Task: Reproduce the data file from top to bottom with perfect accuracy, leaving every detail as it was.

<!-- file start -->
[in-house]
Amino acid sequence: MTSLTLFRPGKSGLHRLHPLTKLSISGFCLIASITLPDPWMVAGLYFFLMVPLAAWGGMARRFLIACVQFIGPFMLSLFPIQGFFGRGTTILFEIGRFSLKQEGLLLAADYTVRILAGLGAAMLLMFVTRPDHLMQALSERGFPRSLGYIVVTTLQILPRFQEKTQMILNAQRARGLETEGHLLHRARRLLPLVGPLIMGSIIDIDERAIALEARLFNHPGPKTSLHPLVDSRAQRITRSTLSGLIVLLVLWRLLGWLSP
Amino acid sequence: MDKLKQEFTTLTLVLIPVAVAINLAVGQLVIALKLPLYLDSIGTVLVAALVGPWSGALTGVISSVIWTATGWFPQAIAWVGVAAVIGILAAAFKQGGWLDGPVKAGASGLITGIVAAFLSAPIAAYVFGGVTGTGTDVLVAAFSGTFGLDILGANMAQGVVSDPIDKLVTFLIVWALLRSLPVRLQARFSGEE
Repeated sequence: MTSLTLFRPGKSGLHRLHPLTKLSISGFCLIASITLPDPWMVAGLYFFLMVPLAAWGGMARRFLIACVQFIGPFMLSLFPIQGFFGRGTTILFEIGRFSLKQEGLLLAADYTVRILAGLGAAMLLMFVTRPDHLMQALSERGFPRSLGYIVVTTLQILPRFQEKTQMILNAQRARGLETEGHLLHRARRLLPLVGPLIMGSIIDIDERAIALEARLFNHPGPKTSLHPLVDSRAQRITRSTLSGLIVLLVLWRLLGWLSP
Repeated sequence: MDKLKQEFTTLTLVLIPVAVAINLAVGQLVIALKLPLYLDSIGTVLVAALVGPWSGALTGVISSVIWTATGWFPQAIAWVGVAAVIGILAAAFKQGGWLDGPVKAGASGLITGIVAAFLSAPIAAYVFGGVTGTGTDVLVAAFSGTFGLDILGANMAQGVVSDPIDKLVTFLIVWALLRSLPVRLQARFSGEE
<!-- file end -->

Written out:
[in-house]
Amino acid sequence: MTSLTLFRPGKSGLHRLHPLTKLSISGFCLIASITLPDPWMVAGLYFFLMVPLAAWGGMARRFLIACVQFIGPFMLSLFPIQGFFGRGTTILFEIGRFSLKQEGLLLAADYTVRILAGLGAAMLLMFVTRPDHLMQALSERGFPRSLGYIVVTTLQILPRFQEKTQMILNAQRARGLETEGHLLHRARRLLPLVGPLIMGSIIDIDERAIALEARLFNHPGPKTSLHPLVDSRAQRITRSTLSGLIVLLVLWRLLGWLSP
Amino acid sequence: MDKLKQEFTTLTLVLIPVAVAINLAVGQLVIALKLPLYLDSIGTVLVAALVGPWSGALTGVISSVIWTATGWFPQAIAWVGVAAVIGILAAAFKQGGWLDGPVKAGASGLITGIVAAFLSAPIAAYVFGGVTGTGTDVLVAAFSGTFGLDILGANMAQGVVSDPIDKLVTFLIVWALLRSLPVRLQARFSGEE
Repeated sequence: MTSLTLFRPGKSGLHRLHPLTKLSISGFCLIASITLPDPWMVAGLYFFLMVPLAAWGGMARRFLIACVQFIGPFMLSLFPIQGFFGRGTTILFEIGRFSLKQEGLLLAADYTVRILAGLGAAMLLMFVTRPDHLMQALSERGFPRSLGYIVVTTLQILPRFQEKTQMILNAQRARGLETEGHLLHRARRLLPLVGPLIMGSIIDIDERAIALEARLFNHPGPKTSLHPLVDSRAQRITRSTLSGLIVLLVLWRLLGWLSP
Repeated sequence: MDKLKQEFTTLTLVLIPVAVAINLAVGQLVIALKLPLYLDSIGTVLVAALVGPWSGALTGVISSVIWTATGWFPQAIAWVGVAAVIGILAAAFKQGGWLDGPVKAGASGLITGIVAAFLSAPIAAYVFGGVTGTGTDVLVAAFSGTFGLDILGANMAQGVVSDPIDKLVTFLIVWALLRSLPVRLQARFSGEE